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This is what the university has told Ucas about the criteria they expect applicants to satisfy; some may be compulsory, others may be preferable.

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This is the percentage of applicants to this course who received an offer last year, through Ucas.

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This is what the university has told Ucas about the course. Use it to get a quick idea about what makes it unique compared to similar courses, elsewhere.

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Course location and department:

This is what the university has told Ucas about the course. Use it to get a quick idea about what makes it unique compared to similar courses, elsewhere.

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Teaching Excellence Framework (TEF):

We've received this information from the Department for Education, via Ucas. This is how the university as a whole has been rated for its quality of teaching: gold silver or bronze. Note, not all universities have taken part in the TEF.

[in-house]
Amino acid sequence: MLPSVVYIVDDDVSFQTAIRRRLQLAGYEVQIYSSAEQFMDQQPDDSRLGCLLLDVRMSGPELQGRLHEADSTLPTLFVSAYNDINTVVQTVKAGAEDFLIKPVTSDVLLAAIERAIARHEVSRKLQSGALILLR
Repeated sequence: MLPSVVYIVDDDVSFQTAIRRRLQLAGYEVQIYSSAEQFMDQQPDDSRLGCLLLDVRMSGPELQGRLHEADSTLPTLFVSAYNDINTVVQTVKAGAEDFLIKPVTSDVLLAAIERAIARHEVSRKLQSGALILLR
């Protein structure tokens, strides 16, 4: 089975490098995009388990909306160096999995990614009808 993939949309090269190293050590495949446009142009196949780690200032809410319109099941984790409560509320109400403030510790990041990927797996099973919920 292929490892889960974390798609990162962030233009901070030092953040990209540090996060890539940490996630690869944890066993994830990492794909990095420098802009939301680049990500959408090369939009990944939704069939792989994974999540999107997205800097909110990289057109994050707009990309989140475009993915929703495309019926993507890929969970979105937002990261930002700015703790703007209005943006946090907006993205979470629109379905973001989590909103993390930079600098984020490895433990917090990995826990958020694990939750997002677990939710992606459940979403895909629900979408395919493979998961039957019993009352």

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This information comes from the National Student Survey, an annual student survey of final-year students. You can use this to see how satisfied students studying this subject area at this university, are (not the individual course).

We calculate a mean rating of all responses to indicate whether this is high, medium or low compared to the same subject area at other universities.

Have a question about this info? Learn more here

This information is from the Higher Education Statistics Agency (HESA).